Fly EastAfrica

Reduced taxes can trigger air travel number in East Africa

Air travel from 2015 to date in the region has reported an estimated 11% growth. This can’t go unnoticed especially at the backdrop of choking taxes. What then can be done to further harness this growth? The recent reduction of taxes by the Austrian government to passengers and airlines should be a learning case for East African governments to grow aviation in the region. 

An initiative by governments to reduce taxes will make the regional air space cheaper to fly across and ultimately will attract more airlines into the region. This will of course increase air traffic flow in, out and around the region and bring with it a bag of extra goodies.

To begin with, a reduction and standardisation of taxes will relatively cheapen air travel within the region. Many will be relieved to know that they can afford to reduce the 12 hours it would take them to travel to Kampala from Nairobi to just 45 minutes, or the 24 hours from Dar el Salaam to Kigali to 1 hour. This will boost domestic air travel. Reduced and standardised taxes can further facilitate the single visa for foreigners to access the region. The single visa will grant visitors unlimited access to the region thereby making the region more accessible to foreigners. This all will mean an increase in revenue.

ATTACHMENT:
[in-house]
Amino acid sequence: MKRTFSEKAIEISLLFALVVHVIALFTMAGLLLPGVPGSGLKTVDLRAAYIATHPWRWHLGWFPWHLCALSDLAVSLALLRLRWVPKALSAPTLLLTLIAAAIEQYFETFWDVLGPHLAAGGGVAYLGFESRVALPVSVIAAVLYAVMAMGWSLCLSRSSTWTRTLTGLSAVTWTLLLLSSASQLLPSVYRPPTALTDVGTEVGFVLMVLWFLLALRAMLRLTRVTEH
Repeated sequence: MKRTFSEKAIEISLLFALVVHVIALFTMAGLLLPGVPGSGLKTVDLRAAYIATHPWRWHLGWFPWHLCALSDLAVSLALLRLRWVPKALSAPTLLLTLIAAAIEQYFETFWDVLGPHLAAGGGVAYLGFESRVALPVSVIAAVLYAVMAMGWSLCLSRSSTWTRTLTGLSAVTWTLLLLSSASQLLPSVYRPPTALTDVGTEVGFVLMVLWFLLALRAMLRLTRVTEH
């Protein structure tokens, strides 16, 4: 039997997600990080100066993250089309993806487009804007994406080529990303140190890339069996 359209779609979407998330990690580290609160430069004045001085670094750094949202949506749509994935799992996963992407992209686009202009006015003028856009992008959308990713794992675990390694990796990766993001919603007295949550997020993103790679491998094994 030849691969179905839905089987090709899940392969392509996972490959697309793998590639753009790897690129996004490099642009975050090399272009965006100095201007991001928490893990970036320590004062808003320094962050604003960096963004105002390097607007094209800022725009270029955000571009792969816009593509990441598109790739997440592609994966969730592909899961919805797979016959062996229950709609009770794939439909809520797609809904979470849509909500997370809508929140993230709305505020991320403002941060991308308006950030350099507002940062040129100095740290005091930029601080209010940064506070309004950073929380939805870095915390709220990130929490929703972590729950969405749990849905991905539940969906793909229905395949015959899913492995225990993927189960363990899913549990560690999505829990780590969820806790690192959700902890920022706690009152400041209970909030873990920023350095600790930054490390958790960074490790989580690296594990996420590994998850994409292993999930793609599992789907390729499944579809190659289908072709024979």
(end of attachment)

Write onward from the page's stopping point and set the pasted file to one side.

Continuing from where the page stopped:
The boom in the aviation sector will spill over to other sectors directly connected to aviation. Tourism activity in particular will boom. This will in turn spill over to the leisure and hospitality sector. More tour companies shall be engaged to serve the swelling number of tourists flocking the region. Accommodation facilities shall come in handy for the tourists. Tourists may also want to check out what the region has in stock in terms of art i.e song, dance, drama, folklore, architecture, medicine, etc.

  The talk then of reduction and standardisation of taxes is not a misguided one that will affect trade and negatively impact the region’s economy. On the contrary, the opposite is true. Where the region’s economy will seem to loose, it will gain in the long run. By reducing and standardising the taxes, the region will undisputedly lose out on some revenue. But it is the aftermath of its ripple effect that is interesting. Economic activity within the region will be stimulated and adding one by one, the region’s economy shall register its bundles.